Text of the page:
How easy it is to think all about Thanksgiving and miss the bookend Holy Days of Christ the King and Advent season. It is apparent in US society that we would do well to pay attention to all three. How would I act differently if Jesus were truly King in my life? Is Thanksgiving merely a time of stuffing both a turkey and my face? Is our Advent focus mostly about Christmas? Do we follow the Scout motto of “Be Prepared” because Santa is coming or Jesus is returning?

The whole notion of holidays is so misunderstood. As recently as a few weeks ago I overheard people talking about Halloween aka All Hallows Eve as a “holiday.” All Saints Day on November 1, the real holiday/holy day, was totally overlooked. Halloween is no holy day. It’s quite the opposite! We have many secular special days, but they’re not holidays per se. As much as I would like to make the mundane sacred, it appears to me that we have more often made the sacred profane. This begs the question of how holy we actually make our Thanksgiving festivities and church events. What does a proper Advent look like in our “Frost Fest” world when we take Christ out of Christmas and give the season and its trees and other accoutrements nonsensical politically correct names?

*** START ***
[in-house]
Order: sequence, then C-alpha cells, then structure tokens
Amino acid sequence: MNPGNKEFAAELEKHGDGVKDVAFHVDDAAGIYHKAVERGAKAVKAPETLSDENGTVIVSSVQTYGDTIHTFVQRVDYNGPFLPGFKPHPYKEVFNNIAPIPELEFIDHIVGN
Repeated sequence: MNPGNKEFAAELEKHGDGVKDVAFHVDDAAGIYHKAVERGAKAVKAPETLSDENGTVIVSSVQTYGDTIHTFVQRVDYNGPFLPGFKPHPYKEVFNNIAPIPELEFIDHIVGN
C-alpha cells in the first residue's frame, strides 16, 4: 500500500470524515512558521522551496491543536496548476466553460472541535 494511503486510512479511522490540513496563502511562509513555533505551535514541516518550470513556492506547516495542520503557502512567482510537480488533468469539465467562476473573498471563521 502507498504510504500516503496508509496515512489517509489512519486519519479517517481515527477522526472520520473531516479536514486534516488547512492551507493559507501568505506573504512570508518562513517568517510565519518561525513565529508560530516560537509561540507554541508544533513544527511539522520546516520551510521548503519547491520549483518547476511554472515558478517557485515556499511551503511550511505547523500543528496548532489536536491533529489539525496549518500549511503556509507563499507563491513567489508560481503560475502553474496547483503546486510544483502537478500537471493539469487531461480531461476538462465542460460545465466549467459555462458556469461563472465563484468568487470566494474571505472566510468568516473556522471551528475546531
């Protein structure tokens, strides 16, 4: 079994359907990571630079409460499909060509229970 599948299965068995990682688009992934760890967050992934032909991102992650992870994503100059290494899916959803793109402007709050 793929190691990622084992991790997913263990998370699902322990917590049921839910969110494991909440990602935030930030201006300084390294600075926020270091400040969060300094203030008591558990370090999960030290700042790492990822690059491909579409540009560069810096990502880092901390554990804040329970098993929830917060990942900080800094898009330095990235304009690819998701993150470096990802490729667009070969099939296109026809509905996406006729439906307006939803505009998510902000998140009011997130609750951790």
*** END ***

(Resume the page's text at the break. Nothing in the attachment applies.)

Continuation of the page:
Let’s take up the challenge and make the coming season holy by putting God first and not ourselves. If Jesus is my King how does that affect my perspective on the President and the Congress. Elected officials come and go, but according to Hebrews 13:8, “Jesus Christ is the same yesterday and today and forever.” If Jesus is King then how does that change my views on injustice, the unborn, drug addiction, homelessness, and mental health? The list could go on and on.